The lack of consistent margin practices poses risks not only to the participants in trades with insufficient margins or haircuts but also to the broader market, especially the clearinghouse and the functioning of centrally cleared market segments. This is because the clearinghouse is exposed to firms such as interdealer brokers that also engage in non-centrally-cleared trades.

    A lack of uniform risk management also requires intermediaries to separately investigate the creditworthiness of each potential counterparty, possibly hindering efforts to rapidly scale up intermediation in response to demand.
  • The balance sheet intensity of repo intermediation would be reduced. Intermediation that can scale rapidly is critical to the smooth functioning of the Treasury market, as noted in the 2021 Staff Progress Report of the Inter-Agency Working Group for Treasury Market Surveillance.

    Episodes of stress in the Treasury market have demonstrated that the supply of intermediation does not always respond elastically to changes in demand, in part because of balance sheet constraints at dealers serving as intermediaries. Expanded central clearing would allow increased netting of intermediaries’ repo positions. This netting would reduce the amount of balance sheet space they would need to dedicate to each additional repo transaction and could allow repo intermediation to scale more flexibly.
  • Settlement risks would be mitigated. A central counterparty reduces participants’ gross exposures and settlement obligations by canceling out, or netting, offsetting positions. In addition, broadening the set of transactions settled through the central counterparty would replace a web of bilateral settlement obligations with a simpler hub-and-spoke model. This simplified network structure would reduce the likelihood of cascades of delivery failures such as those that occurred in March 2020, as described by researchers at the Federal Reserve Bank of New York. Central clearing also centralizes default management, simplifying the resolution process in the event of post-trade disruptions.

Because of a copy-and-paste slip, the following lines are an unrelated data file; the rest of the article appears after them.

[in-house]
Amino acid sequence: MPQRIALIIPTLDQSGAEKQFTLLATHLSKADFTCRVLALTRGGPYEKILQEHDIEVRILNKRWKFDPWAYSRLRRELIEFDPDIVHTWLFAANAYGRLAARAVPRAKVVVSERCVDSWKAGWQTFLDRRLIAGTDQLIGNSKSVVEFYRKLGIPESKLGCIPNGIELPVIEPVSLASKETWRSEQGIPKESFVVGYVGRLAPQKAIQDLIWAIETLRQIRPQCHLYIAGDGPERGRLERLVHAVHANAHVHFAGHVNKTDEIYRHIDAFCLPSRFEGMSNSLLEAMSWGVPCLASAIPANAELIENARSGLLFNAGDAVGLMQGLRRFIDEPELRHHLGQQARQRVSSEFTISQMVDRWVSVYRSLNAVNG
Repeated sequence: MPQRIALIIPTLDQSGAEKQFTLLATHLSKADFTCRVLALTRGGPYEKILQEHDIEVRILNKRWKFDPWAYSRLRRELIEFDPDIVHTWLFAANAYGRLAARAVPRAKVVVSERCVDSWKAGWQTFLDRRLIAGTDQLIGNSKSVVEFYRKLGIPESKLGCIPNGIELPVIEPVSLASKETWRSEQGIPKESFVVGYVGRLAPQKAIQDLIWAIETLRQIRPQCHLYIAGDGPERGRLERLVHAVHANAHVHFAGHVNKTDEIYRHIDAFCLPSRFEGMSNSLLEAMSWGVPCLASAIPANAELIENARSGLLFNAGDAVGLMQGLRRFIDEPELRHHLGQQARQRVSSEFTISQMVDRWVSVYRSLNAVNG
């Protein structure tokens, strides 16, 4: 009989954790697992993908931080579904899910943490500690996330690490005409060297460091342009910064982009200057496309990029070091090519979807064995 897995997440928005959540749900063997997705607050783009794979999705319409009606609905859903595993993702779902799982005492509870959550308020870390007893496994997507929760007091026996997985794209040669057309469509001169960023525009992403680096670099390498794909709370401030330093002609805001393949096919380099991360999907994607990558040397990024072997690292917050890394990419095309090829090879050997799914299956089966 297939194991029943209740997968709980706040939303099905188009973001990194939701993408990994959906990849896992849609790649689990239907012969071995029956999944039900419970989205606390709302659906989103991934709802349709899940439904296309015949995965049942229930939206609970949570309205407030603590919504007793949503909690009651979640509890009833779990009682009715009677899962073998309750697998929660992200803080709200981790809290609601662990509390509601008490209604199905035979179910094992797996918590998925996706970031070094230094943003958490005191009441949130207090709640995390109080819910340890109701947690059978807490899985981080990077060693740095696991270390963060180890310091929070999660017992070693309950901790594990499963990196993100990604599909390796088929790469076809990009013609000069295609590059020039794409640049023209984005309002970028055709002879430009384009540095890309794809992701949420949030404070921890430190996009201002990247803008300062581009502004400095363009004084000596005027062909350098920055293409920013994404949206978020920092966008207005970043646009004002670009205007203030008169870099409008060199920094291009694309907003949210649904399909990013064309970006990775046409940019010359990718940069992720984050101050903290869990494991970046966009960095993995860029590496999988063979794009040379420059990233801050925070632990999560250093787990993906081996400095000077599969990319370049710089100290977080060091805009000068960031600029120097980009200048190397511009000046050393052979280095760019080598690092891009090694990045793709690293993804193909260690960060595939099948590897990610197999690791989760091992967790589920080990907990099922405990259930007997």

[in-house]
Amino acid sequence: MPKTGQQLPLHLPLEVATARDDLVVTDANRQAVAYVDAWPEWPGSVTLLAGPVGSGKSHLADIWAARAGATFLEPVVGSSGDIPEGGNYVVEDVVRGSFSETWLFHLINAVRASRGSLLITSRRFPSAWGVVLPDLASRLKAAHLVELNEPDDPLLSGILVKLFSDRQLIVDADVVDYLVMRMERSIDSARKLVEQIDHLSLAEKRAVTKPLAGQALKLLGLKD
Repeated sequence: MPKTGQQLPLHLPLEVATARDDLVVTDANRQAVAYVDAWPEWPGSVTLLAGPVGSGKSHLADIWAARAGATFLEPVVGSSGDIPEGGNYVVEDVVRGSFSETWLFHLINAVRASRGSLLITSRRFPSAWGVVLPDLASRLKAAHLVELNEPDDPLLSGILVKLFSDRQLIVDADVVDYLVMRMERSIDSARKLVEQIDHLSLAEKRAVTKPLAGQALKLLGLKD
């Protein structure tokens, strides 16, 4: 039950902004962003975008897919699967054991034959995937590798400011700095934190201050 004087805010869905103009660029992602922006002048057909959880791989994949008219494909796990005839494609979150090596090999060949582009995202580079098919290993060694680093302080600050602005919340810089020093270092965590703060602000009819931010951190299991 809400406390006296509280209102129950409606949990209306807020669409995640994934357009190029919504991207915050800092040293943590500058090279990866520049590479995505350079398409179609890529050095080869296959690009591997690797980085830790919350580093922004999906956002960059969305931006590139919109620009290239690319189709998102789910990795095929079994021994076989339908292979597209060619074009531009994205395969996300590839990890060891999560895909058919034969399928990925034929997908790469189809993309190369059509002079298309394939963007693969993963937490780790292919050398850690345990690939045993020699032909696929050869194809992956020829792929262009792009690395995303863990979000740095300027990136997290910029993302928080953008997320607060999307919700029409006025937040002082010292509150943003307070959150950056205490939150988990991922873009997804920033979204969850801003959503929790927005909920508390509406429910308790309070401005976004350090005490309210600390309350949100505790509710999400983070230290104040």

Additionally, by netting down more settlement obligations, broader central clearing could reduce demands for funding liquidity under stress, helping make the market more resilient to funding-liquidity shortfalls such as those during the repo market stress event in September 2019.
  • A foundation would be created for increased transparency of market transactions. Because all parties to a centrally cleared transaction are subject to risk-management and settlement obligations based on the terms communicated to the central counterparty, all parties have incentives to ensure data are correct. As a result, a central counterparty can provide accurate data on all centrally cleared transactions, which facilitates efficient and accurate production of reference interest rates and other data products.

    Data improvements can both benefit market participants and support more effective market oversight. FICC data are already used in the publication of the benchmark Secured Overnight Financing Rate (SOFR) and in the Office of Financial Research’s U.S. Repo Markets Data release, which provide pricing transparency to repo market participants.

    Broader central clearing of Treasury market transactions could also provide more granular information to support regulators’ and policymakers’ decision-making; the 2021 Inter-Agency Working Group staff progress report noted the value such information would have offered during market stresses in March 2020.

Customer margining changes

FICC typically nets a member’s position against the centrally cleared positions of the member’s customers before calculating and collecting margin and settlement obligations.

(An exception occurs when a customer becomes a “sponsored member” of FICC whose obligations to FICC are guaranteed by a full clearinghouse member. A sponsored member’s positions are segregated from those of the sponsoring member, and the sponsored member acquires standing as a member of the clearinghouse, albeit one with different obligations than a full member.)

As a result of how FICC normally handles customer positions, a dealer-to-customer transaction would not typically be centrally cleared in any meaningful sense because the dealer’s and customer’s positions vis-à-vis one another net to zero and do not generate any margin or settlement obligations. The proposed rule would require the central counterparty to calculate and collect margin separately for members and for their customers, allowing the central counterparty to guarantee trades between dealers and customers.

Importantly, the proposed rule would allow customer funds to be posted to the central counterparty as collateral for customers’ centrally cleared Treasury positions, provided that the customer funds were appropriately segregated.

The SEC’s existing customer protection regulations (known as Rule 15c3-3) do not allow dealers to post customers’ funds as collateral at FICC. Without a change, dealers would have to post their own assets as collateral for customers’ positions, which would require dealers to bear the costs of risk management for customers’ trading decisions. The proposal on customer protection would, thus, ensure that the appropriate party bears the cost of risk management for each trade.